Category Archives: Digital Culture

Sirsi-Dynix vs Open Source Software

There was a bit of a firestorm online this past weekend, when an Open Source Position paper distributed by Sirsi-Dynix, and authored by Steven Abram, hit the web. This paper was originally believed to be a “leak”, and was even published on wikileaks before Abrams put a link to it directly from his blog, and wrote an entry outlining why the paper was put forward to begin with. From his blog:

Some have expressed surprise about the position paper. Some call it FUD – fear, uncertainty and doubt. I call it critical thinking and constructive debate – something that everyone in libraries should embrace and engage in.

I do not hope to fully outline my thoughts about this here in a single post. Suffice it to say that I think the paper significantly mis-characterizes Open Source software in general, and Open Source library systems specifically. I am currently aware of three different efforts to annotate and answer the recently released, one of which I started in Google Docs in hopes of getting refutations together for the various points brought up in the Sirsi-Dynix piece. There is also an Etherpad collaborative refutation began by Tim Spalding of Librarything, and the Code4Lib group’s version on their wiki.

I’m going to give just a few excerpts here, and brief responses. I respect Stephen a great deal, but even viewing this paper in the loosest sorts of ways, there are just blatantly misleading statements scattered throughout. So, a few thoughts:

Nevertheless, it should be noted that it is rare for completely open source projects to be successful.

This is only true in the same way that saying “it is rare for projects to be successful” would be true. Many things fail…it’s just that in the open source world, you get to see the failures, whereas in a closed/proprietary world you don’t.

It is very unlikely that an open source solution is any less expensive than a proprietary solution. In fact, in all of the data SirsiDynix has collected, we are not seeing quotes that conflict with this assertion. Indeed there are very few green fields in the ILS marketplace. Most libraries already have an ILS and receive upgrades as part of their maintenance contract from us or other proprietary vendors. These maintenance contracts are a small percentage of the initial price.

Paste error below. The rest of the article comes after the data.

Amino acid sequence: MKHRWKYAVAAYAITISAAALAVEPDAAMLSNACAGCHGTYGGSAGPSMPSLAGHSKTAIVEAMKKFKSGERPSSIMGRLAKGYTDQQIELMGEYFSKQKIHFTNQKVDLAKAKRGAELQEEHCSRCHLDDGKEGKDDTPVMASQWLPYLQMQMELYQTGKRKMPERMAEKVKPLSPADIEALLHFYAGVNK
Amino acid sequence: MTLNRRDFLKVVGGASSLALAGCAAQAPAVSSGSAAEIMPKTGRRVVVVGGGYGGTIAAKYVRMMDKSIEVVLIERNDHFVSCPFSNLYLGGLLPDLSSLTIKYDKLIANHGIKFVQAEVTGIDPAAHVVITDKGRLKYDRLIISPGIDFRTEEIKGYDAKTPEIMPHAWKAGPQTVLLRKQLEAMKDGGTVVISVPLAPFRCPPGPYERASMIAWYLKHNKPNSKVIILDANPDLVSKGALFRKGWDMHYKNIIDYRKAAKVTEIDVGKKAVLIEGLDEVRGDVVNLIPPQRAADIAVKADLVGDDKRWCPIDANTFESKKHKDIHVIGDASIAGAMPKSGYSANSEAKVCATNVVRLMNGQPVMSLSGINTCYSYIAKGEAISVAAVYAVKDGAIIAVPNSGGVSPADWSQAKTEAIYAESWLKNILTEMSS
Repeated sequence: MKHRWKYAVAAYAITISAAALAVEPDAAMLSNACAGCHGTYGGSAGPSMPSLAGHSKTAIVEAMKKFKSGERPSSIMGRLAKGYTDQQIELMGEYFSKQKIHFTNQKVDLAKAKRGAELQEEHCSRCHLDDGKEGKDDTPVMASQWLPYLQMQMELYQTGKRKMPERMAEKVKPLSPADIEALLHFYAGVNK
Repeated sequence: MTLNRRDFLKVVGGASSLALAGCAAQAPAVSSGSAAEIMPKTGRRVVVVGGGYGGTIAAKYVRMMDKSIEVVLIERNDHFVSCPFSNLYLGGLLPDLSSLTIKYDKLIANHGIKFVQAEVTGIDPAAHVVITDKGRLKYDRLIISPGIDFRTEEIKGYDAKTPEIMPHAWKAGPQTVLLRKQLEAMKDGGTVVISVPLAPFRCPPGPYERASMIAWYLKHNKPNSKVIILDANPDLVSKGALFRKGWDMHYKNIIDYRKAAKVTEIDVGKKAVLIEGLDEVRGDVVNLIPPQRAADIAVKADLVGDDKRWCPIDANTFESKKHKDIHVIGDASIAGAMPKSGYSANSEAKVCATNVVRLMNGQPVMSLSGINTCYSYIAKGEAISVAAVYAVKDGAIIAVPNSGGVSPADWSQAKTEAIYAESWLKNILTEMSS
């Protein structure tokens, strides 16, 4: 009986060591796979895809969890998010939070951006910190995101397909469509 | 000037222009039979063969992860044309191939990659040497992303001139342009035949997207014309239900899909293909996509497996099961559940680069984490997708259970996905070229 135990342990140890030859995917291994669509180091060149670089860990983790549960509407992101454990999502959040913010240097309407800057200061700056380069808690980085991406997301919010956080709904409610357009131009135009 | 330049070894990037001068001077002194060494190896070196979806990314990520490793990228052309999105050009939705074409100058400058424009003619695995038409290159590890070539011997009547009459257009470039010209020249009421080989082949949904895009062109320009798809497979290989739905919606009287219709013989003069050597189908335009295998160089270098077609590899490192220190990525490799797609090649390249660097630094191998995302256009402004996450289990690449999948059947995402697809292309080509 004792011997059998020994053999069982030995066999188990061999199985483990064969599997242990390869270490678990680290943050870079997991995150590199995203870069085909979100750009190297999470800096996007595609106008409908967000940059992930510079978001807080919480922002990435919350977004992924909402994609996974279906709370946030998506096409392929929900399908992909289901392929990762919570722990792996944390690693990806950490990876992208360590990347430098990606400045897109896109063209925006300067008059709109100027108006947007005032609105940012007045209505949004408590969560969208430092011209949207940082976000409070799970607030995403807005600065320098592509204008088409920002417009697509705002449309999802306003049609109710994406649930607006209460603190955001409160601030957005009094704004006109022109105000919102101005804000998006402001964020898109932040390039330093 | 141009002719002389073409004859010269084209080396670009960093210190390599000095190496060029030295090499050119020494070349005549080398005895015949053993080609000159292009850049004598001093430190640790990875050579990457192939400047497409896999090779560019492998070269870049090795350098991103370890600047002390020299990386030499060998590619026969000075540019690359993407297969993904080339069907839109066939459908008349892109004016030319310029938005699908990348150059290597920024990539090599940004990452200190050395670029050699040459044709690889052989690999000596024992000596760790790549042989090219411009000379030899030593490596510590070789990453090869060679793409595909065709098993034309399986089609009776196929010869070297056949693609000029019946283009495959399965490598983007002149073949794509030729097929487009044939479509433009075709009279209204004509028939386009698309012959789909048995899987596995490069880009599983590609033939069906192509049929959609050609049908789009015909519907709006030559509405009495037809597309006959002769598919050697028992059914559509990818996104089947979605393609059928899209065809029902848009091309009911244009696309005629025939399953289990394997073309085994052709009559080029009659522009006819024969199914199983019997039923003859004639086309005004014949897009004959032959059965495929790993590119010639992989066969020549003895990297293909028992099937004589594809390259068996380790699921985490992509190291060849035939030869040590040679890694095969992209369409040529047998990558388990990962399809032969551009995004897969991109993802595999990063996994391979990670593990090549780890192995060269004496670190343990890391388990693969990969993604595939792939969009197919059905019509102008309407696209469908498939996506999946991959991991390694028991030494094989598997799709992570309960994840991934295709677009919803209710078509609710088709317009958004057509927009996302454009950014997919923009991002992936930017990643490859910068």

I do not have numbers at my fingertips, but I feel very, very certain that if you actually calculated TCO in any rational way, open source wins. Why? Because it’s a difference of where you are choosing to put your money…instead of paying for support, the typical library that moves to open source solutions has chosen instead to put its money into personnel, and while short-term the cost structures may look similar, paying for a position is far, far more flexible than paying on a maintenance contract. You can’t get that contract to do other things you might need done, while a technical support position can be repurposed.

Plus, while maintenance contracts are “a small percentage of the initial price”, that doesn’t mean that they are in any way a small amount of money. MPOW is a small academic library, and what we pay in yearly maintenance would go a long, long way towards another staff position.

In many markets, there are major systems in accounting, intranets, e-learning, and so on that must tie in to the ILS. In many cases, open source is still the minority solution because, for example, the number of Linux desktops is meager compared to Microsoft Windows desktops. By choosing a Linux desktop, a user closes the door on some software because it may never be created for or ported to Linux. Add to this the major changes in allied systems that require an adaptation for the ILS and the issue grows exponentially.
So for libraries that choose an open source system, the opportunity to integrate different systems into the solution is limited, at best.

This is just a mess of an argument. Why would anyone knowingly choose any software solution that wasn’t compatible with the remainder of their infrastructure? And the advantage of an OSS solution is that the data is yours, and can be massaged into whatever format you’d like…you don’t have to wait on the vendor to decide to add the connector that you are looking for. This is just _wrong_, and I’m not even sure how you structure an argument like:

Windows is more popular than Linux on the desktop.
Some software doesn’t run on Linux.
Therefore, Open Source ILS solutions are bad for libraries.

What?

Proprietary software has more features. Period. Proprietary software is much more user-friendly.

Proprietary software often does have more features…as an example, Microsoft Word has _thousands_ of features, compared to…oh, Open Office. But Open Office has the 20 features that cover 99% of the use-cases for word processing. To argue that proprietary software has more features that no one will ever use doesn’t strike me as a particularly good argument.

And user-friendly? Again, that’s just a statement with no backing…I’ve used tons of proprietary software that had horrible usability. In my experience, it’s almost always the niche proprietary software designed for very specific solutions (like, oh…library systems) that has the worst usability of all.